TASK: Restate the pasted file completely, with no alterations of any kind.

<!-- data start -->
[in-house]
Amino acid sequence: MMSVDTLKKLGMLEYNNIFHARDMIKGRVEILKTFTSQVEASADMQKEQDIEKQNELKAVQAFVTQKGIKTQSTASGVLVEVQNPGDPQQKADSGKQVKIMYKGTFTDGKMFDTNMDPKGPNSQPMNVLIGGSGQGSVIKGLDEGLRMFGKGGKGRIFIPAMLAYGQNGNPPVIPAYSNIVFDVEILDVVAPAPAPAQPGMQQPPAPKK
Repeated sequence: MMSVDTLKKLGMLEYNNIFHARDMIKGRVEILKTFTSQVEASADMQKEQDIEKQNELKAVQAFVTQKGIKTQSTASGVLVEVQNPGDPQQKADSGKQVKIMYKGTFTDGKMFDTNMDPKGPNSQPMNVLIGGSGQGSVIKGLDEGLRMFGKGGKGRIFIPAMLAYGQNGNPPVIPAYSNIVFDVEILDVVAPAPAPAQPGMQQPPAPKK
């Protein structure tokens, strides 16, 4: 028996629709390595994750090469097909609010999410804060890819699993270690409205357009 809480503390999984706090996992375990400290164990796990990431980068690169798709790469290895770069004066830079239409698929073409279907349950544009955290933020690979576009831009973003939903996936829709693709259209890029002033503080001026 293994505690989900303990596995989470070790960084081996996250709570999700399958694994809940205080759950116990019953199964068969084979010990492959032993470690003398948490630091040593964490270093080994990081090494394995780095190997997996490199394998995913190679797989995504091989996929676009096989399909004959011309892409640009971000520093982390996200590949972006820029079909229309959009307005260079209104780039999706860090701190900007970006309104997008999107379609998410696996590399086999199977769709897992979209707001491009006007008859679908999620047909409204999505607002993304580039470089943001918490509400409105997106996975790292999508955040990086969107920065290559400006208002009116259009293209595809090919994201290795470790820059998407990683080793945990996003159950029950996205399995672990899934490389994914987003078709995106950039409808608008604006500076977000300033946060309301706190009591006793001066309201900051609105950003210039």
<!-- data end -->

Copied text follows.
[in-house]
Amino acid sequence: MMSVDTLKKLGMLEYNNIFHARDMIKGRVEILKTFTSQVEASADMQKEQDIEKQNELKAVQAFVTQKGIKTQSTASGVLVEVQNPGDPQQKADSGKQVKIMYKGTFTDGKMFDTNMDPKGPNSQPMNVLIGGSGQGSVIKGLDEGLRMFGKGGKGRIFIPAMLAYGQNGNPPVIPAYSNIVFDVEILDVVAPAPAPAQPGMQQPPAPKK
Repeated sequence: MMSVDTLKKLGMLEYNNIFHARDMIKGRVEILKTFTSQVEASADMQKEQDIEKQNELKAVQAFVTQKGIKTQSTASGVLVEVQNPGDPQQKADSGKQVKIMYKGTFTDGKMFDTNMDPKGPNSQPMNVLIGGSGQGSVIKGLDEGLRMFGKGGKGRIFIPAMLAYGQNGNPPVIPAYSNIVFDVEILDVVAPAPAPAQPGMQQPPAPKK
């Protein structure tokens, strides 16, 4: 028996629709390595994750090469097909609010999410804060890819699993270690409205357009 809480503390999984706090996992375990400290164990796990990431980068690169798709790469290895770069004066830079239409698929073409279907349950544009955290933020690979576009831009973003939903996936829709693709259209890029002033503080001026 293994505690989900303990596995989470070790960084081996996250709570999700399958694994809940205080759950116990019953199964068969084979010990492959032993470690003398948490630091040593964490270093080994990081090494394995780095190997997996490199394998995913190679797989995504091989996929676009096989399909004959011309892409640009971000520093982390996200590949972006820029079909229309959009307005260079209104780039999706860090701190900007970006309104997008999107379609998410696996590399086999199977769709897992979209707001491009006007008859679908999620047909409204999505607002993304580039470089943001918490509400409105997106996975790292999508955040990086969107920065290559400006208002009116259009293209595809090919994201290795470790820059998407990683080793945990996003159950029950996205399995672990899934490389994914987003078709995106950039409808608008604006500076977000300033946060309301706190009591006793001066309201900051609105950003210039």